Which Real Estate title is right for you?
Tips for Home Buyers to purchase a property
Many home buyers often ask themselves how to take title of a property they are about to buy.
You probably heard the expressions Sole Ownership, Co-Ownership and
Trust Ownership before. But, do you know which one is right for you?
Here are a few definitions and tips to help you select the right form of title ownership
Sole Ownership is right for you and applicable in the following cases:
- if you are single
- if you are legally divorced (i.e. unmarried)
- if you are married and wish to acquire title as your “sole and separate property”. In this case, you need the consent of your spouse who will relinquish all rights, titles and interests to the property.
of real property occurs when title is held by two or more persons.
There are several variations of co-ownership as follows:
- Joint Tenancy
is an equal interest in a property with right of survivorship. In other
words, when people own property as joint tenants, upon the death of one
of the co-owners, the title to the property automatically transfers to
the surviving owner or owners. There is no probate or other legal
proceeding required. However, if either joint tenant transfers his or
her share to someone else, it automatically terminates the joint tenancy
and converts the title into a Tenancy in Common.
- Tenancy in Common
in which co-owners own undivided interests; Unlike joint tenancy
though, these interests need not be equal in quantity and there is no
right of survivorship, i.e. following the death of either tenant, their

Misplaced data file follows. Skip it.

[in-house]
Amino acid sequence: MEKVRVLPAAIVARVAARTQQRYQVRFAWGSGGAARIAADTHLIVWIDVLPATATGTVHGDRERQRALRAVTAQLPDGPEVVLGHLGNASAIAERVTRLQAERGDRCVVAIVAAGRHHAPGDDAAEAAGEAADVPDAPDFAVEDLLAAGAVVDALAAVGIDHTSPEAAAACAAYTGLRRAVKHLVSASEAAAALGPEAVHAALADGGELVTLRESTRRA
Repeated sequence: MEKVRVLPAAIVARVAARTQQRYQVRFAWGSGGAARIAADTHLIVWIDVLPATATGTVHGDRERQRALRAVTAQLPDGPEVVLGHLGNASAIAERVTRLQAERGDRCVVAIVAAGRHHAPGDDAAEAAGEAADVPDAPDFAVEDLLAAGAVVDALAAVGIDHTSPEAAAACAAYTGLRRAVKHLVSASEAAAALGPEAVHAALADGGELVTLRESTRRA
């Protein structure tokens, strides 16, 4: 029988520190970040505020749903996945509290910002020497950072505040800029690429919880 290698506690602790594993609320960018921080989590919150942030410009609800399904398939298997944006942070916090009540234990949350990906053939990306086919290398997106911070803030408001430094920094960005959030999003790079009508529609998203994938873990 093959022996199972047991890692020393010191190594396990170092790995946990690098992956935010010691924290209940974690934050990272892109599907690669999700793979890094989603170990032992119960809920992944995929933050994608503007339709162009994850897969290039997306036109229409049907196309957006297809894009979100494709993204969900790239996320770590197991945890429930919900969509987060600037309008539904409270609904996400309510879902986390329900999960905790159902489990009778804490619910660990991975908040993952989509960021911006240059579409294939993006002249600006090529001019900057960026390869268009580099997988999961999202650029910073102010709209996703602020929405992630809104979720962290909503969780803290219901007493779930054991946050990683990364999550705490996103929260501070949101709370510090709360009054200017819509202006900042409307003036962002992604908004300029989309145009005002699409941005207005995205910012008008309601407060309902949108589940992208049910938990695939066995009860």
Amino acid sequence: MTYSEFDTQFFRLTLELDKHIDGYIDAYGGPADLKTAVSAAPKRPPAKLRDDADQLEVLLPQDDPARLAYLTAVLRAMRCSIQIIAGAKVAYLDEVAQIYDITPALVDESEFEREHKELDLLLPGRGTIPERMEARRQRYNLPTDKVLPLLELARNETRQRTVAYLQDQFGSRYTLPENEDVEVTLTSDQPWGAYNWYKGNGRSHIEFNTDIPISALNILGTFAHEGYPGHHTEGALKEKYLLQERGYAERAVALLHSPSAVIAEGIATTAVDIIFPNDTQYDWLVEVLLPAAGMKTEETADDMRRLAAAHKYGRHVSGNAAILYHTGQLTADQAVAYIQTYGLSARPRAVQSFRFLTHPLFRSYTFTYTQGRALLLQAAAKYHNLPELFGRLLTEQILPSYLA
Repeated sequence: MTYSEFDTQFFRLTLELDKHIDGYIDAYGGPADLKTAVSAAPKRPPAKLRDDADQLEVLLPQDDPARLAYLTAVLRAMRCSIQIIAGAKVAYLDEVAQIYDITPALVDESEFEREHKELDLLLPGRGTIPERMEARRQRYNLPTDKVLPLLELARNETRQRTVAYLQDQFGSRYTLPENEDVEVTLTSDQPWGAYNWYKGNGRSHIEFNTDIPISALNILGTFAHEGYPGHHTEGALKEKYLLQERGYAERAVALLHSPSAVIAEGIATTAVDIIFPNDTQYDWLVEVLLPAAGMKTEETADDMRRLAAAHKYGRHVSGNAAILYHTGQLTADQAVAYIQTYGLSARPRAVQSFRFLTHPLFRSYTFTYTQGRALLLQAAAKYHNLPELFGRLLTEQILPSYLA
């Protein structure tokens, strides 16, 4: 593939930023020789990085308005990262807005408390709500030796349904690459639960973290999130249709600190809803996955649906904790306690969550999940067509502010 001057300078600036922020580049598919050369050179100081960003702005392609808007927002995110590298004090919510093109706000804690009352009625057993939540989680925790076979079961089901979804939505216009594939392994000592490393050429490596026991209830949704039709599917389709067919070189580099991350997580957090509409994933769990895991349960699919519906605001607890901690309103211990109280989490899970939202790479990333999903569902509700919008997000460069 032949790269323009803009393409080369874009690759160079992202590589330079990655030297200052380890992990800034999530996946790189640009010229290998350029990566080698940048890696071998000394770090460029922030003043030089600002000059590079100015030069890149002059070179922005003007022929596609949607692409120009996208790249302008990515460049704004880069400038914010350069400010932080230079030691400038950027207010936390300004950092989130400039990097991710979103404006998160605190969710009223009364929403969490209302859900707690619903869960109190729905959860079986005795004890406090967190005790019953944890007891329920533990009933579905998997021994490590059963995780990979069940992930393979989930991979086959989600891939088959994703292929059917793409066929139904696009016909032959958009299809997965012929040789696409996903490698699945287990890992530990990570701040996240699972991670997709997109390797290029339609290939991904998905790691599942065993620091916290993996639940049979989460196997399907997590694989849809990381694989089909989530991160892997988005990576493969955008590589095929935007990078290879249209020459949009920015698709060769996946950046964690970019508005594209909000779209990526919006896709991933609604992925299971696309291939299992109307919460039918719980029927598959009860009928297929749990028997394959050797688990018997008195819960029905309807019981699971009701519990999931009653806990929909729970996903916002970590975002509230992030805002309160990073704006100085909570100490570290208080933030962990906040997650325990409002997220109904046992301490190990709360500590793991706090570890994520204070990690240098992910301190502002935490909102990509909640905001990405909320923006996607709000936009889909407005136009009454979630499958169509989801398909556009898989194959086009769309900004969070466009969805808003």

interest will vest in favor of his or her heir(s) or devisee.
Community Property without Right of Survivorship
which applies to properties acquired by a husband or wife or a
registered domestic partner during the marriage other than by gift,
bequest, devise or inheritance. In this case, each spouse has the right
to dispose of his or her one half of the community property in his or
her will to someone else (such as a child from a former marriage or
- Community Property with Right of Survivorship:
Effective July 1, 2001, California Civil Code authorized a husband and
his wife to hold title to their property as "community property with
right of survivorship”. Registered domestic partners have many of the
same legal rights as spouses and are also able take title in this manner
since 2003. Community property with a right of survivorship enable the
survivor to automatically own the community property. No probate will be
necessary to make the transfer. The process of transferring title to
the surviving spouse or domestic partner will be straightforward.
some of you may already know, there are two types of trusts: Living
trusts and Testamentary trusts.
Testamentary trusts are established
through a last will and testament whereas living trusts are created
while one is alive.
A living trust is an agreement where a trustee holds the legal
possession of funds or assets that belong to a beneficiary. One of the
key advantages of establishing a living trust is that assets do not have
to go through probate, which can be costly and take a lot of time.
A living trust
can be used to hold title to the property during the lifetime of the
trustor, who is also named as the beneficiary of the trust. When the
trustor dies, title to the property held in trust passes to the
contingent beneficiary named in the trust document. A living trust can
also be created by a married couple, with the property held in trust
going to the contingent beneficiary on the death of the second spouse.